other inflammatory or ischemic conditions.

Antioxidants are said to help neutralize free radicals in our bodies, and this is

thought to boost overall health.


Antioxidants (anti-

wrinkle raw materials
)can protect against the cell damage that free radicals

cause, known as oxidative stress.

Activities and processes that can lead to oxidative stress includeTrusted Source:

mitochondrial activity

excessive exercise

tissue trauma, due to inflammation and injury

ischemia and reperfusion damage

consumption of certain foods, especially refined and processed foods, trans fats,

artificial sweeteners, and certain dyes and additives


environmental pollution


exposure to chemicals, such as pesticides and drugs, including chemotherapy

industrial solvents


Such activities and exposures can result in cell damage.

This, in turn, may lead to:

an excessive release of free iron or copper ions

an activation of phagocytes, a type of white blood cell with a role in fighting


an increase in enzymes that generate free radicals

a disruption of electron transport chains

All these can result in oxidative stress.

The damage caused by oxidative stress has been linked to cancer, atherosclerosis,

and vision loss. It is thought that the free radicals cause changes in the cells that

lead to these and possibly other conditions.

An intake of antioxidants is believed to reduce these risks.

According to one studyTrusted Source: “Antioxidants act as radical scavenger,

hydrogen donor, electron donor, peroxide decomposer, singlet oxygen quencher, enzyme

inhibitor, synergist, and metal-chelating agents.”

Other research has indicatedTrusted Source that antioxidant supplements may help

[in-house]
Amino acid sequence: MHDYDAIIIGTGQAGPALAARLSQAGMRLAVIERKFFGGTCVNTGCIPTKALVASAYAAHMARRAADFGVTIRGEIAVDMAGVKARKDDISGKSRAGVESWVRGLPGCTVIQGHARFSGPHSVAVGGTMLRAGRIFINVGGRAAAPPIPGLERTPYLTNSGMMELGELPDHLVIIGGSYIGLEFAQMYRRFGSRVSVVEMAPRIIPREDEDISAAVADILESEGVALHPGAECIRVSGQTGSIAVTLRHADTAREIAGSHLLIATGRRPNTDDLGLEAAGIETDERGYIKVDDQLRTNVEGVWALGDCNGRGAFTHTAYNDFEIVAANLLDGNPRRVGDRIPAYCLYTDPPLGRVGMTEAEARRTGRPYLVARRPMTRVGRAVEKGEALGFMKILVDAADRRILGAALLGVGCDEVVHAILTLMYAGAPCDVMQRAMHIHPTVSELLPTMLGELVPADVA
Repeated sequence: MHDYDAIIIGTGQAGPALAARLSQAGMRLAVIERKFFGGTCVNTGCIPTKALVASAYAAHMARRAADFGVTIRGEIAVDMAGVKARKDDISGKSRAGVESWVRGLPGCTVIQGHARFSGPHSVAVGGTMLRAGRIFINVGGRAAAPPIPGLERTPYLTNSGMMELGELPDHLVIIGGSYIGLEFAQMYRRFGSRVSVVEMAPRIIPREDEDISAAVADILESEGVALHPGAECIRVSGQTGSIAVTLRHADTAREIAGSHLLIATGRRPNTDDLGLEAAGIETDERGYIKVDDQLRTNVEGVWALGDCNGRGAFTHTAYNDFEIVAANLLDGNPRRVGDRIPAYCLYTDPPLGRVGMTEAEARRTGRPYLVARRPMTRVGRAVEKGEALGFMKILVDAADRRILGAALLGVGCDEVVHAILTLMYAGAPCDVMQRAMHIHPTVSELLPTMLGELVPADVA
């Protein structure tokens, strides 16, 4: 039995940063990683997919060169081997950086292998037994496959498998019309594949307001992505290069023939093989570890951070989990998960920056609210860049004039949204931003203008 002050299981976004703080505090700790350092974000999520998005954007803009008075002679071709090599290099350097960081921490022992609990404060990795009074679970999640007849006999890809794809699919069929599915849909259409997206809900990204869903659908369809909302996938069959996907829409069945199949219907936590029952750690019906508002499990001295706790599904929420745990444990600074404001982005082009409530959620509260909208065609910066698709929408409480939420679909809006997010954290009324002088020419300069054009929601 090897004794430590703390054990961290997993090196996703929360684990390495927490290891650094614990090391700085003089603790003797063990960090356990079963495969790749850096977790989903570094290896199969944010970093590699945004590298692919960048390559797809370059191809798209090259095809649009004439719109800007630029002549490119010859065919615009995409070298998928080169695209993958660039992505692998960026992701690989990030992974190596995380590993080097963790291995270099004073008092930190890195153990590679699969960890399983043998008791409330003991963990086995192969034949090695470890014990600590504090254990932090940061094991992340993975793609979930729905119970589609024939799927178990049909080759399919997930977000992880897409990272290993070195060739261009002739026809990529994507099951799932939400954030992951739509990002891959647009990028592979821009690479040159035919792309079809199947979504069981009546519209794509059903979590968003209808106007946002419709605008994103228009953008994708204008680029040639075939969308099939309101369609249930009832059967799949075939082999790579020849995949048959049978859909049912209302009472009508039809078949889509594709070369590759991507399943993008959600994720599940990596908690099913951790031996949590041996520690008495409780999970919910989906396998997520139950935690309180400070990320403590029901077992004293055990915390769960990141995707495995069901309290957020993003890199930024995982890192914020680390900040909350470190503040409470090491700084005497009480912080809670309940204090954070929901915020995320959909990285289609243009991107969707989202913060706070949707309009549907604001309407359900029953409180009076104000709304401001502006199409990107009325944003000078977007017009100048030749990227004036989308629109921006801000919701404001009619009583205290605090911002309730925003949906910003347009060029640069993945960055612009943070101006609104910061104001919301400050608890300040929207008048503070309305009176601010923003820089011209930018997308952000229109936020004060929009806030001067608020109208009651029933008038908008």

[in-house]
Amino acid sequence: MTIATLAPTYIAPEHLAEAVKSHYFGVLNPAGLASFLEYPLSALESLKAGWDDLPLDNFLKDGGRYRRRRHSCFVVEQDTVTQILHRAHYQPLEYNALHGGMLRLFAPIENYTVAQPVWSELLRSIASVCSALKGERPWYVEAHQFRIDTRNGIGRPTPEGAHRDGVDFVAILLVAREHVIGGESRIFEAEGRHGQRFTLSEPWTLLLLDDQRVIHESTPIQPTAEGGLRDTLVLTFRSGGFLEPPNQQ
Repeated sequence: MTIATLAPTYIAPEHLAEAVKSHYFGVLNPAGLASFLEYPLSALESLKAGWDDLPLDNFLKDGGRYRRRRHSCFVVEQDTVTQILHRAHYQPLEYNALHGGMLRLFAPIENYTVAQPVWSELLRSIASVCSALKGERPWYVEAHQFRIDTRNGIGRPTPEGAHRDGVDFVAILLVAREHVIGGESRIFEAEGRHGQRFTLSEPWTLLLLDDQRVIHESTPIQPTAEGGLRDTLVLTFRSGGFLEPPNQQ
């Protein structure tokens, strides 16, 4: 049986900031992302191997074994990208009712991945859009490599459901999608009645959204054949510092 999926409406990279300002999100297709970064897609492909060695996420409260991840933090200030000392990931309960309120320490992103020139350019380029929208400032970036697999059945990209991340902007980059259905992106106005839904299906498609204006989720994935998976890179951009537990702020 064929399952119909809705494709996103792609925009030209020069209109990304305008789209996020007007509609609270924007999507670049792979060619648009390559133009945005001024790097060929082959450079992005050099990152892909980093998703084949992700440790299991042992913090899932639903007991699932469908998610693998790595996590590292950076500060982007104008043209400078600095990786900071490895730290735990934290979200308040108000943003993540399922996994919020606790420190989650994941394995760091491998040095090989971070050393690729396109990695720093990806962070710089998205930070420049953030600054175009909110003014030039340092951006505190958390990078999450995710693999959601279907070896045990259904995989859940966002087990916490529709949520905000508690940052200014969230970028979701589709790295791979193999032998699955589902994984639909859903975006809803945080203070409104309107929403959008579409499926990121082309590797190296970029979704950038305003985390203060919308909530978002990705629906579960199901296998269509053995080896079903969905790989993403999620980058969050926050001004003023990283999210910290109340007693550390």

reduce vision loss due to age-related macular degeneration in older people.

Overall, however, there is a lack of evidenceTrusted Source that a higher intake of

specific antioxidants can reduce the risk of disease. In most cases, results have tended

to show no benefit, or a detrimental effect, or they have been conflicting.


There are thought to be hundreds and possibly thousands of substances that can act

as antioxidants. Each has its own role and can interact with others to help the body

work effectively.

“Antioxidant” is not really the name of a substance, but rather it describes what

a range of substances can do.

Examples of antioxidants that come from outside the body include:

vitamin A

vitamin C

vitamin E







Flavonoids, flavones, catechins, polyphenols, and phytoestrogens are all types of

antioxidants and phytonutrients, and they are all found in plant-based foods.

Each antioxidant serves a different function and is not interchangeable with

another. This is why it is important to have a varied diet.

  • Létrehozva: 21-11-09
  • Utolsó belépés: 21-11-09